A picture is worth a thousand words.
I think this popular phrase often limits us, sends us the message that adding a caption or story behind an image somehow lessens its impact. The picture shouldn’t “need” that.
Maybe there is some truth there; I do see value in pushing ourselves to create images that need absolutely no explanation (or that are so powerful they inspire thousands of interpretations), but I also see value in hearing more of the story.
The more I know about a person, the more I tend to understand and like that person. Once I experience motivations and trials and reactions, the relationship deepens. The same can happen with an image.
This month, in The Art of Storytelling group, our theme is The Rest of the Story.
Tell us the back story of the image, the motivation for the shot, the techniques you used, any additional information that tells us the REST of the story. I can’t wait to read the stories behind your images!
This image was shot at the beginning of October 2013, a week before we drove to KS to adopt a baby girl. After taking this image, I wondered what he was thinking about the artwork. Later during our museum visit, I was able to discuss his thoughts about it as he sat in a window sill sketching. It was a beautiful mommy/son date day.
Immediately after this image was taken, we sat down on a viewing bench and a tired mom sat next to us. She had a daughter about H’s age and a 1 year old boy. We small-talked for a couple of minutes and then the 1-year-old started fussing and she said they needed to head home. The older sister was devastated – “we just got here!” The mom told me how the girl loved museums and how badly she felt that they had to leave so early, but that she didn’t have a choice. It was a brief encounter, but it stuck with me as I edited this image later. I had spent over 5 years dedicating all of my thoughts and actions and love and devotion to one child. I nurtured his thoughts and creativity and had time to spend with just the two of us daily, exploring and talking and sharing. What would life with two children look like? Would I be distracted, too busy to notice it all, too torn between two to ever fully focus on one? I knew my fear was shared by many moms with growing families, but this image of him, standing there as the main focus, taking in the world while I got to observe every second of it, represented that fear in a way I never planned when I clicked the shutter. This image is a favorite, but it’s not just the colors and composition. It serves as a reminder to me to slow down and notice my kiddos, to notice what they are noticing, and to spend individual time with both of them.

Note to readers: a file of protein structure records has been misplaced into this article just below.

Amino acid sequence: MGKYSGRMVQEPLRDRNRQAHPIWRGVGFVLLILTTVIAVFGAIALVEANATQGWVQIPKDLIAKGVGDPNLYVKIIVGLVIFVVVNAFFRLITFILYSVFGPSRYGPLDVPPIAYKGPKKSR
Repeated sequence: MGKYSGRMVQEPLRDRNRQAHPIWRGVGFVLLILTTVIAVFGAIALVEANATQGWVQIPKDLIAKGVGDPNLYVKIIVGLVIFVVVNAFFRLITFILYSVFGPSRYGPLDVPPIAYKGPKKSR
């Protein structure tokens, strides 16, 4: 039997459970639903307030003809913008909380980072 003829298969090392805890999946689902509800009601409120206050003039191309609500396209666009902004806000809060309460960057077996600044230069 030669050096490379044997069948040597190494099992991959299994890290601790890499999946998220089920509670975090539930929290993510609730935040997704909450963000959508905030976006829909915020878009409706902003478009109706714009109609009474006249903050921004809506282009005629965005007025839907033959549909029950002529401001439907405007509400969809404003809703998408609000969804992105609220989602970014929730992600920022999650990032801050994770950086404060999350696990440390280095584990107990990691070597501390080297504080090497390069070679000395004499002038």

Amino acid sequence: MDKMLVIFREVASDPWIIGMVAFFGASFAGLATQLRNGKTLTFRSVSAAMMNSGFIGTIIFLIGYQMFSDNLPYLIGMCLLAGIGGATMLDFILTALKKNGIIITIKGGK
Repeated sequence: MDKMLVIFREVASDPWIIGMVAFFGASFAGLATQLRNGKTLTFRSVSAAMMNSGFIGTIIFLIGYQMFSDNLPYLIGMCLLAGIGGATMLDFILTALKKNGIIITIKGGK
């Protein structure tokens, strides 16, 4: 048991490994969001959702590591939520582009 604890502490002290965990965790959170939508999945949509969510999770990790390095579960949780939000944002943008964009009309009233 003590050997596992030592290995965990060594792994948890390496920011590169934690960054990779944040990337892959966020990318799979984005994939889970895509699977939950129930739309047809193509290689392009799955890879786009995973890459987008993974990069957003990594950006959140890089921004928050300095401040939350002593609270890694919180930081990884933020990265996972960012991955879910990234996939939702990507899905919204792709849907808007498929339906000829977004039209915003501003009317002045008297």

Oftentimes, my images are a results of a journaling session. A few weeks before this image was taken, I journaled my daughter’s walk – it’s so energetic and bouncy; she moves with intense spunk and excitement. As I was writing about her feet, I remembers how they turn in a little as she walks, a trait I know will not be here forever. I started trying to find opportunities to photograph those little toes. It was hard to photograph because it’s most obvious when she’s walking, but it was difficult to capture the angle in a walking photo. When I saw her reflection in this puddle, I loved the symmetry and lighting, but then I saw her feet – those little turned in toes that I had been trying to capture! This is a trait I know will disappear over time, a trait that defines this time in her life that I don’t want to forget.